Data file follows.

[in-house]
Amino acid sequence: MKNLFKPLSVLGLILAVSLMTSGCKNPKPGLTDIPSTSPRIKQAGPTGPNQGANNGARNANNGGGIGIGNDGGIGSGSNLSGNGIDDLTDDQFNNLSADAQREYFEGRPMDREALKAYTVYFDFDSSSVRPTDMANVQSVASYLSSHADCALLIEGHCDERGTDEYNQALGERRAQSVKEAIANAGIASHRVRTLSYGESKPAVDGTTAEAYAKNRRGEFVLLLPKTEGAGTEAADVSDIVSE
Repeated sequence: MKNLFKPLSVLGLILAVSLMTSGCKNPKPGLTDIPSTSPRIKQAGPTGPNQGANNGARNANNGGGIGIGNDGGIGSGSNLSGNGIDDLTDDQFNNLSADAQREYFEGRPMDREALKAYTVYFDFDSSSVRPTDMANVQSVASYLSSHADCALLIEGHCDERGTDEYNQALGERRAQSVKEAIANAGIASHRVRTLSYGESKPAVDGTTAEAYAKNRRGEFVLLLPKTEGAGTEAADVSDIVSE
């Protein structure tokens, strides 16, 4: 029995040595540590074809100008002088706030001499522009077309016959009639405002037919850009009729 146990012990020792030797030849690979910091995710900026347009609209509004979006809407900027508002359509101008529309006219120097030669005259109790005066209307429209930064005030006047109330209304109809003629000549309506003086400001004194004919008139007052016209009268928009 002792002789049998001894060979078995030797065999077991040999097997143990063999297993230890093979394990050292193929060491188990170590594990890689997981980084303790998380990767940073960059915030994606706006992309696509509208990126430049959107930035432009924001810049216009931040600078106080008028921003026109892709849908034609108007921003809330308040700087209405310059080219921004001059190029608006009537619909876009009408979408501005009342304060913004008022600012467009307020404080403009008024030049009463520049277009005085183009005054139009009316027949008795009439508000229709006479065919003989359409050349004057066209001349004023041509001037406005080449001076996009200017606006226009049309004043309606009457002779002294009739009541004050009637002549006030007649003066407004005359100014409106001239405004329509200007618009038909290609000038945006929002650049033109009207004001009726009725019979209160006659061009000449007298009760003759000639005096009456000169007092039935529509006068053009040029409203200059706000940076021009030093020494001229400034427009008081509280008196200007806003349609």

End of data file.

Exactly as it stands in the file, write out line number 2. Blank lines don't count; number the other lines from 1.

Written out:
Amino acid sequence: MKNLFKPLSVLGLILAVSLMTSGCKNPKPGLTDIPSTSPRIKQAGPTGPNQGANNGARNANNGGGIGIGNDGGIGSGSNLSGNGIDDLTDDQFNNLSADAQREYFEGRPMDREALKAYTVYFDFDSSSVRPTDMANVQSVASYLSSHADCALLIEGHCDERGTDEYNQALGERRAQSVKEAIANAGIASHRVRTLSYGESKPAVDGTTAEAYAKNRRGEFVLLLPKTEGAGTEAADVSDIVSE